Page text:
The University Record, October 29, 1997
By Deborah Gilbert
News and Information Services
Genetics is a field fraught with great promise and risk, according to Elizabeth M. Petty. A genetics researcher and assistant professor of internal medicine and human genetics, Petty gave a historical overview of the field of genetics at the School of Public Health's Alumni Day Oct. 17, drawing on statements published over the last 100 years that demonstrate both the dangers and opportunities inherent in the field.
Petty's topic was apt, noted Dean Noreen M. Clark, "because the School is the nation's first to offer an interdepartmental concentration in public health genetics."
Petty explained that in the late 19th century, eugenicists, not conscious of the devastating social implications of their stance, boldly defined their field as understanding inheritance for "race betterment." That view of eugenics remained in place to a greater or lesser degree until after World War II, by which time the Nazis and the Holocaust had taught the world the consequences of "racial betterment."
Today, geneticists and genetic counselors in the United States, well aware of the potential for misusing genetic information for the formation of government policy, focus on providing individuals with genetic counseling and education so that they can plan their own lives appropriately and make their own reproductive decisions on an informed basis.
Not all nations operate that way, however. In China, couples with genetic diseases are not allowed to marry unless they sign a contract saying they will be sterilized or engage in long-term birth control.
Some key questions recur in the United States, Petty said, such as, "When is it appropriate to test? For instance, is it appropriate to do prenatal testing for Huntington's disease, which is not currently treatable but does not generally become symptomatic until people are between 30 and 50 years of age?"
Also, when, if ever, should testing be mandatory? In the 1960s, testing for PKU (a rare inherited metabolic disorder) in newborns became mandatory in some states. "In this instance, it seems appropriate, because PKU can be treated if it is caught early, and if not, leads to significant mental retardation," she said.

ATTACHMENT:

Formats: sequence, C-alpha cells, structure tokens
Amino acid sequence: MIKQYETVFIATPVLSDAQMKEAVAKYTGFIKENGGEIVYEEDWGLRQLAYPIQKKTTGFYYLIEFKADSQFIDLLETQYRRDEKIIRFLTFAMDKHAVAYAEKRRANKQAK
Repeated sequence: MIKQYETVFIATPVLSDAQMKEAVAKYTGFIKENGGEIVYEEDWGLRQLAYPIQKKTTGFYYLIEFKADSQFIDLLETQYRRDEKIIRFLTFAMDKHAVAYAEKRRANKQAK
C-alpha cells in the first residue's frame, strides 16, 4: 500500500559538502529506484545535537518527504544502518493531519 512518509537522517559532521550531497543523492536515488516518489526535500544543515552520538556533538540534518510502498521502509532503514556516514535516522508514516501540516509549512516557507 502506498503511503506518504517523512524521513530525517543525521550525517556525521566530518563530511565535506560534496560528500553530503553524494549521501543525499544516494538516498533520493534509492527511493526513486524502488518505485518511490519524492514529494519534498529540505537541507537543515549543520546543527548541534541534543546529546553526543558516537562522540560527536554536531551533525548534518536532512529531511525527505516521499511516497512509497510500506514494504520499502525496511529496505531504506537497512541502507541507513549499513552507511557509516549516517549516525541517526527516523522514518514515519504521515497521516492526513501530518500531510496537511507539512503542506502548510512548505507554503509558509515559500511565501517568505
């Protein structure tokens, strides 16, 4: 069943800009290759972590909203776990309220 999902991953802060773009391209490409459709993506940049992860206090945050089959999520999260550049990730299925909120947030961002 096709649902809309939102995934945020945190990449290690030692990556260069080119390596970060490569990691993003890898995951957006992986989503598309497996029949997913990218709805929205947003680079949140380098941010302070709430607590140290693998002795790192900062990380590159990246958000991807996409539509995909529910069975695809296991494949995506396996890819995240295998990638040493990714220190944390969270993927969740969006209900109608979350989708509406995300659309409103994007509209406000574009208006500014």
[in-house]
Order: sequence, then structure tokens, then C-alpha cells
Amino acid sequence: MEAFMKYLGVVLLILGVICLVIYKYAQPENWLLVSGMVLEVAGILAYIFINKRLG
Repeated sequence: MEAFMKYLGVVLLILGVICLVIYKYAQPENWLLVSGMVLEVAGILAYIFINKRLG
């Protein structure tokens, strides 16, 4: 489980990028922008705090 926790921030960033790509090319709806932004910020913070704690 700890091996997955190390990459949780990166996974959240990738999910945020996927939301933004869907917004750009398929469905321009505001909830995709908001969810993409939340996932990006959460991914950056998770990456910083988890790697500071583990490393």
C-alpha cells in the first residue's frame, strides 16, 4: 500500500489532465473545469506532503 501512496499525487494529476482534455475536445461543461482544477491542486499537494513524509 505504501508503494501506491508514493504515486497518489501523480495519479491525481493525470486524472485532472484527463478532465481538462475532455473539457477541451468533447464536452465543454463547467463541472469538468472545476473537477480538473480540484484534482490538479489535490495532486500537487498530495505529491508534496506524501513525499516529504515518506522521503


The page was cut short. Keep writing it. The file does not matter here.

On the other hand, for several years in the 1970s, some states mandated testing of African Americans to determine if they carried the gene for sickle cell anemia. "However, there was not always appropriate counseling provided to those who tested positive, the test results were accessible to employers, and a number of carriers who were healthy themselves lost their jobs. This was horrendous public policy," Petty said.
Petty noted that genetic testing today doesn't all take place in the laboratory. "It is a process," she said, that includes analyzing family history, a physical assessment of the individual and interpretation of DNA tests, followed closely by education, counseling and, as necessary, support and management for the patient.
"Genetic susceptibility testing doesn't tell when a disease will strike or how severe the symptoms may be," she added, "nor does it always predict the exact degree of risk." It also does not account for the role of environment or of individual health behavior, which complicate predictions for an individual's future health.
With the advent of increasingly sophisticated technology, DNA testing for genetic diseases is becoming less costly and more easily accomplished, Petty said, so society at large must examine the thorny ethical and moral issues involved, and help address appropriate public policy soon.